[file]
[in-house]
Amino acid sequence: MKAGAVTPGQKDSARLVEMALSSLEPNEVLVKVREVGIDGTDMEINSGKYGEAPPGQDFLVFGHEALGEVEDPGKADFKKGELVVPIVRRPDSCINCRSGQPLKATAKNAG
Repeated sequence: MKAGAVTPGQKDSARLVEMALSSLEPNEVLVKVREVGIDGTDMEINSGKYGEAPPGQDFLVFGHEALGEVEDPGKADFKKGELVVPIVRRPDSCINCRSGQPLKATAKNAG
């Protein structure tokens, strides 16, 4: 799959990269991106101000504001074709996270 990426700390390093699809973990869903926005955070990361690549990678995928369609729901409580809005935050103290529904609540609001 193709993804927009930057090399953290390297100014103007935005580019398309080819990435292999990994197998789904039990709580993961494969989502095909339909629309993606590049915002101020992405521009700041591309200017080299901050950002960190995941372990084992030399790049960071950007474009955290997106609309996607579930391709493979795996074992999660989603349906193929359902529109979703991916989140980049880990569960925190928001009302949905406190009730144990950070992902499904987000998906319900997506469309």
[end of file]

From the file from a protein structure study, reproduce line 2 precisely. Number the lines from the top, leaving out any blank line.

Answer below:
Amino acid sequence: MKAGAVTPGQKDSARLVEMALSSLEPNEVLVKVREVGIDGTDMEINSGKYGEAPPGQDFLVFGHEALGEVEDPGKADFKKGELVVPIVRRPDSCINCRSGQPLKATAKNAG